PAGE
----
Harvest to follow trend toward fresh, local food options
Many students reacted positively to the presence of a healthy, upscale restaurant on campus
January 11, 2012, 11:14 pm·
Ben Rosenau | DP
Though many students on campus have never heard of Harvest Seasonal Grill & Wine Bar, they are excited to try the new types of food that it will offer.
The restaurant will open in June on the corner of 40th and Walnut, where Marathon Grill and MarBar used to occupy. Marathon closed last May.
Harvest, which uses ingredients from local and sustainable farms, offers dishes that are under 500 calories, following a trend of healthy eating on campus.
“People want to put their money toward sustainable and local food,” said Erin McCarthy, program associate at the Eat Well Guide, an online directory for local and sustainable food. “Young people are becoming aware of that.”
McCarthy added that this trend is “definitely happening in Philadelphia.”
Wharton freshman Jessica Stone believes the restaurant will do well because of its healthy options. “It’s good to have healthy food,” she said, believing Harvest may draw in “the Sweetgreen crowd.”
“There are so many fast food places on campus,” she added.
College sophomore Sarah Schelde and College freshman Allie Bienenstock agreed. “The locally grown, local ingredients will probably be popular,” Schelde said. Bienenstock supports the idea of having a healthy, upscale restaurant located right on campus so students “don’t have to go downtown now for a nicer restaurant.”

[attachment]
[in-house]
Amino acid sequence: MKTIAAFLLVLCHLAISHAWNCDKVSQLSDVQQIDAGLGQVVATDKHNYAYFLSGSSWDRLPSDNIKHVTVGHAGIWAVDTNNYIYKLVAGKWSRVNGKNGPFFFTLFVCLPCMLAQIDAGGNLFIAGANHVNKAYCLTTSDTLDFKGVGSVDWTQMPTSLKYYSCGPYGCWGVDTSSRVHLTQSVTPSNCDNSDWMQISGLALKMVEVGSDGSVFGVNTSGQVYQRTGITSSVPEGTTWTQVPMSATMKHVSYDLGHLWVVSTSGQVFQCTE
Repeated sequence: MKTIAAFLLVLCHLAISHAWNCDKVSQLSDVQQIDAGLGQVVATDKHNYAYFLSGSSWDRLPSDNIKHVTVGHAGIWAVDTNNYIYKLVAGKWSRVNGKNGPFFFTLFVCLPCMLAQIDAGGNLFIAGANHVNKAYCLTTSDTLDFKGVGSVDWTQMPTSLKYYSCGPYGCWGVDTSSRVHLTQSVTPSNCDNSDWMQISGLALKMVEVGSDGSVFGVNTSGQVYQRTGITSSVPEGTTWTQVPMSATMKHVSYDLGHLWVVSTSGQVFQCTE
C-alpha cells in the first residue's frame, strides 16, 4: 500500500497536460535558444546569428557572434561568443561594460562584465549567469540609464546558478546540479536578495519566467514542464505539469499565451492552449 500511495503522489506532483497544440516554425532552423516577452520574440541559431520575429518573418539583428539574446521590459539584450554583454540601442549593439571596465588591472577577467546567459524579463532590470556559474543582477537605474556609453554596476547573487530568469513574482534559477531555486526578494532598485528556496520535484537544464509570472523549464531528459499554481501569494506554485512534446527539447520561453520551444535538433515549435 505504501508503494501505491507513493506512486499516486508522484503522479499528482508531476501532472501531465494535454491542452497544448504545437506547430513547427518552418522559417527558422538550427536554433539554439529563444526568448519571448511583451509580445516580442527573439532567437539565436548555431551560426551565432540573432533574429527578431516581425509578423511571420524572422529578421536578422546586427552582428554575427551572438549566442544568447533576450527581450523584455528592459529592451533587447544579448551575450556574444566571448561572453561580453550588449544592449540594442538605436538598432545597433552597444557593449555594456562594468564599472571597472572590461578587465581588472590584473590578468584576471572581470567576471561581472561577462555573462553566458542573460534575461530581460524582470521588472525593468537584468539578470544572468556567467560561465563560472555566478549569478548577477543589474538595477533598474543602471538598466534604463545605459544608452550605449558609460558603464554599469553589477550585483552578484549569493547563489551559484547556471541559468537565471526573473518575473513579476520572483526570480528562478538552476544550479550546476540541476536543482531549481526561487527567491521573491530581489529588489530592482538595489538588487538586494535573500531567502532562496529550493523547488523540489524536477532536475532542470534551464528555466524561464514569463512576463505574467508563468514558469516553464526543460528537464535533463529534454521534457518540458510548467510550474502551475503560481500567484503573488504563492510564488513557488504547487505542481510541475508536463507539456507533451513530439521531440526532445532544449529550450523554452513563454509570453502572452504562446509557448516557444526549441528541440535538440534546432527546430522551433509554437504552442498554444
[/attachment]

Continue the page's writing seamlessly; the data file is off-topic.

Some students, however, are concerned about the portion sizes of the low-calorie dishes. “I’m not a fan,” College junior Sean Torpey said when asked about the 500-calorie limit.
Others are more concerned with the overall taste, and comparison between Harvest and Marathon is inevitable. “I loved Marathon. I loved their brunch,” Wharton junior Greg Oliveras said. “If [Harvest] is tasty, I’ll be there.”
In addition, some students are worried that the upscale-casual restaurant will be overpriced.
Harvest’s owner Dave Magrogan, however, called his menu “affordable,” which may factor largely into the restaurant’s success.
College junior Erik Hummel said he will go to Harvest “as long as it’s reasonably priced.”
On its second floor, Harvest will have a wine bar to complement the downstairs dining area and outside patio.
Students’ responses toward this renovation have generally been positive. “People like wine,” College freshman Brooke Rascoff said. “It’s unique to have a wine bar above a health food place.” Oliveras also said the wine bar will be “delightful.”
However, Harvest was not necessarily what Hummel had in mind for Marathon’s replacement.
He wishes there had been three smaller restaurants that are “reasonably priced” instead of one in the large space.
Senior staff writer Prameet Kumar contributed reporting to this article.